> This is interesting since they exist on my install. Did you install all of
> the needed opts when you loaded? The only things I had to do on mine was to
> go in and manually add in or edit stuff to make the thing work the way I
> needed it to.
One post already stated this, but I would like to elaborate if I could..
Check out /usr/doc/lilo* and read the lilo documentation if your
interested in knowing how your machine boots up. Essentially - it boots
the kernel, mounts the root device, then executes /sbin/init. That is why
when you do a process list, you'll always see init as the first process -
because it is the mother process.
When init loads it looks for /etc/inittab and runs through that file.
You may have some entries in /etc/inittab that look like:
# Default runlevel.
# System initialization (runs when system boots).
# Runlevel 0 halts the system.
this tells init what runlevel to associate for each state, and which file
to execute when that runlevel starts. As you can see from the example
below, the system initialization state runs the /etc/rc.d/rc.S file. it is
*IMPORTANT* to note that it doesn't have to be /etc/rc.d/rc.S .. it could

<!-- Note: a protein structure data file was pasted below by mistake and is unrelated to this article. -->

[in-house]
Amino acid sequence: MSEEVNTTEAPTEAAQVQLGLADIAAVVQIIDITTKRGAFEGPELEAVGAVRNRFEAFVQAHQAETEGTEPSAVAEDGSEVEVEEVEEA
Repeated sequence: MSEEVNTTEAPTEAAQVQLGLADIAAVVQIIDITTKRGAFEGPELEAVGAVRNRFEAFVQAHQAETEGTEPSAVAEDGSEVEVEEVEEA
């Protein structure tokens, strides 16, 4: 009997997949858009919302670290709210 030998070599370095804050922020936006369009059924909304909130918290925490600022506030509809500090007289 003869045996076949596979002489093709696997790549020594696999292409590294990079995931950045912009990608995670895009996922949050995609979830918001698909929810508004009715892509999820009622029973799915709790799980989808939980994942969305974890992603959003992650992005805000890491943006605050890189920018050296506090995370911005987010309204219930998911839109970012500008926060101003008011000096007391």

be /foobar/foo/foo/foo/startmeup or something :-)
Check out your /etc/inittab and determine what the system initialization
script is. Then locate that script, edit it, and take a look see at it.
If you're not too familiar with shell scripts you may not understand much
- but basically the script starts up daemons - loads modules, starts
network interfaces, etc etc.. the system init script in slackware (for
purpose of simplicity), calls a separate script for each related group of
functions to perform.
On a Redhat system they've got a lot of automatic customization to worry
about. You know, they have an X app or a console app that customizes how
your system boots up - I'm assuming that is why their rc.d files are so
different - mind you i've seen SCO rc.d structures like that as well. But
again, no matter *WHICH* distro you are on, if you check out inittab and
follow through the scripts, you'll understand how it all works.
Now as far as the intranet scripts... An intranet is simply a lan that
uses TCP/IP services. So if you are hooking up a bunch of Linux boxes or
Win95 / Linux boxes - of course you're going to be using TCP/IP -
otherwise it'd be a waste to have the Linux box there... So the term
'intranet' really is trivial for Linux networking.. In simple
'networking' terms - you setup an interface with an IP address, adjust the
routing tables - and voila! away you go.
PS- Of course my explanations are sugar-coated but you can go infinately